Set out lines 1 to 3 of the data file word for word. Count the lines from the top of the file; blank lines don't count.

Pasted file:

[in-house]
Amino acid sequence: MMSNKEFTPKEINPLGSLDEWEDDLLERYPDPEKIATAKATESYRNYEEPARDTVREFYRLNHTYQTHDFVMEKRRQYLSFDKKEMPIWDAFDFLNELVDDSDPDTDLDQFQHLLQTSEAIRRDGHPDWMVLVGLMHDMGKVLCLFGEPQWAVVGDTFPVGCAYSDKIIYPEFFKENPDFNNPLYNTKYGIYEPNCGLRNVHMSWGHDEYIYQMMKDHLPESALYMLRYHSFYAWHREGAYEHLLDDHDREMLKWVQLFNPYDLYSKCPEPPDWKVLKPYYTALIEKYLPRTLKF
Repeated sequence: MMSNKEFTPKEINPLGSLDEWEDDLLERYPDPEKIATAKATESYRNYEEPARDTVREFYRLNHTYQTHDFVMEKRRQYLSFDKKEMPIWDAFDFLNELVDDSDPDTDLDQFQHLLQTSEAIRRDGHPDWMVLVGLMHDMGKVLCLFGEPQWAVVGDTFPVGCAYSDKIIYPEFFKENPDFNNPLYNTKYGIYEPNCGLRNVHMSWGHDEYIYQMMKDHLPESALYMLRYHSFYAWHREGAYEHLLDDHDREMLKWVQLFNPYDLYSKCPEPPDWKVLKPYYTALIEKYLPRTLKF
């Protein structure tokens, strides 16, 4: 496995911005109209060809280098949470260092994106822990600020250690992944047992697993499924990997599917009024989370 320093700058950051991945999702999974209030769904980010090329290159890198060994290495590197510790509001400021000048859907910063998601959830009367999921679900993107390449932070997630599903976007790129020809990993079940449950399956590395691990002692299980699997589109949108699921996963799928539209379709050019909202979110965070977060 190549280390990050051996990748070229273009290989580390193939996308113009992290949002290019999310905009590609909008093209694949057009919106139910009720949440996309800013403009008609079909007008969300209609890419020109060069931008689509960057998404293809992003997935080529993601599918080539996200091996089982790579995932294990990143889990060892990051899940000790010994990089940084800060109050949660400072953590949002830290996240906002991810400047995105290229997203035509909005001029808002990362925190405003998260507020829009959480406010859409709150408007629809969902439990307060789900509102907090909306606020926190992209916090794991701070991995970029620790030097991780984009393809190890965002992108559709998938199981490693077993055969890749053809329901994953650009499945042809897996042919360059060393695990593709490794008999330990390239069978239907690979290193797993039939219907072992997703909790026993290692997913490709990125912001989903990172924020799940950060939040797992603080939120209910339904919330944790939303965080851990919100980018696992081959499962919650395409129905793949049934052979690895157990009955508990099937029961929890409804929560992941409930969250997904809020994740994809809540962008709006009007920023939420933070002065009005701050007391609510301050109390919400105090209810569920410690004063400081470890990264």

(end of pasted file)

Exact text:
[in-house]
Amino acid sequence: MMSNKEFTPKEINPLGSLDEWEDDLLERYPDPEKIATAKATESYRNYEEPARDTVREFYRLNHTYQTHDFVMEKRRQYLSFDKKEMPIWDAFDFLNELVDDSDPDTDLDQFQHLLQTSEAIRRDGHPDWMVLVGLMHDMGKVLCLFGEPQWAVVGDTFPVGCAYSDKIIYPEFFKENPDFNNPLYNTKYGIYEPNCGLRNVHMSWGHDEYIYQMMKDHLPESALYMLRYHSFYAWHREGAYEHLLDDHDREMLKWVQLFNPYDLYSKCPEPPDWKVLKPYYTALIEKYLPRTLKF
Repeated sequence: MMSNKEFTPKEINPLGSLDEWEDDLLERYPDPEKIATAKATESYRNYEEPARDTVREFYRLNHTYQTHDFVMEKRRQYLSFDKKEMPIWDAFDFLNELVDDSDPDTDLDQFQHLLQTSEAIRRDGHPDWMVLVGLMHDMGKVLCLFGEPQWAVVGDTFPVGCAYSDKIIYPEFFKENPDFNNPLYNTKYGIYEPNCGLRNVHMSWGHDEYIYQMMKDHLPESALYMLRYHSFYAWHREGAYEHLLDDHDREMLKWVQLFNPYDLYSKCPEPPDWKVLKPYYTALIEKYLPRTLKF